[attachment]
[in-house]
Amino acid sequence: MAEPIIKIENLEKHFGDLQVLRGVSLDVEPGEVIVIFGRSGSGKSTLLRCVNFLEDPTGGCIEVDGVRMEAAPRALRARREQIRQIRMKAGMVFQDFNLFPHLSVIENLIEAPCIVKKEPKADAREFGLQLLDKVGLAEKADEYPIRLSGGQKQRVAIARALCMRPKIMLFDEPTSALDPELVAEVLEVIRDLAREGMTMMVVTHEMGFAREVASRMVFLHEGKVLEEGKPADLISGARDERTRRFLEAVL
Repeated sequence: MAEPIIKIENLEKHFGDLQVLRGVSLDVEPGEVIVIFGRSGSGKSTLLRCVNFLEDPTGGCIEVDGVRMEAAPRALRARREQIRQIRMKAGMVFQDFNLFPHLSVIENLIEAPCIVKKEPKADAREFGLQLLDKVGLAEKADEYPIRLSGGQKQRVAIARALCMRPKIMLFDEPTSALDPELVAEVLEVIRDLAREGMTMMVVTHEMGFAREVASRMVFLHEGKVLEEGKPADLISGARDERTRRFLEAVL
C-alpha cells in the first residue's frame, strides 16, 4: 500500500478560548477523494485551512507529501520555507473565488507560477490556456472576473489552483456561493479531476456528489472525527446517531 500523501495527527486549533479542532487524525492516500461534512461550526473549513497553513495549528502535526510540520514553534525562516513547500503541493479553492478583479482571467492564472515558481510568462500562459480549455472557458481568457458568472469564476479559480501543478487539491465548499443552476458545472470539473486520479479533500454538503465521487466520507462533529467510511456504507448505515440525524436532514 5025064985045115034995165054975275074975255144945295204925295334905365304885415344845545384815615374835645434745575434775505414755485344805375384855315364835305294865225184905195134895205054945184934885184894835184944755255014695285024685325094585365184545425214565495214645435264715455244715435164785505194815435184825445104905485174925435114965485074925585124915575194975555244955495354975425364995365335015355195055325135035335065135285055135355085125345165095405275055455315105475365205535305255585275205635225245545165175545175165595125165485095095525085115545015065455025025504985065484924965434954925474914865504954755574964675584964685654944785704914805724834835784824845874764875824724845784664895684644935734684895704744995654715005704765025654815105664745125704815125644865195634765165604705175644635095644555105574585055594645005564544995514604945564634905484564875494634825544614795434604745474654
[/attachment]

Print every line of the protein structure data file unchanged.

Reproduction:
[in-house]
Amino acid sequence: MAEPIIKIENLEKHFGDLQVLRGVSLDVEPGEVIVIFGRSGSGKSTLLRCVNFLEDPTGGCIEVDGVRMEAAPRALRARREQIRQIRMKAGMVFQDFNLFPHLSVIENLIEAPCIVKKEPKADAREFGLQLLDKVGLAEKADEYPIRLSGGQKQRVAIARALCMRPKIMLFDEPTSALDPELVAEVLEVIRDLAREGMTMMVVTHEMGFAREVASRMVFLHEGKVLEEGKPADLISGARDERTRRFLEAVL
Repeated sequence: MAEPIIKIENLEKHFGDLQVLRGVSLDVEPGEVIVIFGRSGSGKSTLLRCVNFLEDPTGGCIEVDGVRMEAAPRALRARREQIRQIRMKAGMVFQDFNLFPHLSVIENLIEAPCIVKKEPKADAREFGLQLLDKVGLAEKADEYPIRLSGGQKQRVAIARALCMRPKIMLFDEPTSALDPELVAEVLEVIRDLAREGMTMMVVTHEMGFAREVASRMVFLHEGKVLEEGKPADLISGARDERTRRFLEAVL
C-alpha cells in the first residue's frame, strides 16, 4: 500500500478560548477523494485551512507529501520555507473565488507560477490556456472576473489552483456561493479531476456528489472525527446517531 500523501495527527486549533479542532487524525492516500461534512461550526473549513497553513495549528502535526510540520514553534525562516513547500503541493479553492478583479482571467492564472515558481510568462500562459480549455472557458481568457458568472469564476479559480501543478487539491465548499443552476458545472470539473486520479479533500454538503465521487466520507462533529467510511456504507448505515440525524436532514 5025064985045115034995165054975275074975255144945295204925295334905365304885415344845545384815615374835645434745575434775505414755485344805375384855315364835305294865225184905195134895205054945184934885184894835184944755255014695285024685325094585365184545425214565495214645435264715455244715435164785505194815435184825445104905485174925435114965485074925585124915575194975555244955495354975425364995365335015355195055325135035335065135285055135355085125345165095405275055455315105475365205535305255585275205635225245545165175545175165595125165485095095525085115545015065455025025504985065484924965434954925474914865504954755574964675584964685654944785704914805724834835784824845874764875824724845784664895684644935734684895704744995654715005704765025654815105664745125704815125644865195634765165604705175644635095644555105574585055594645005564544995514604945564634905484564875494634825544614795434604745474654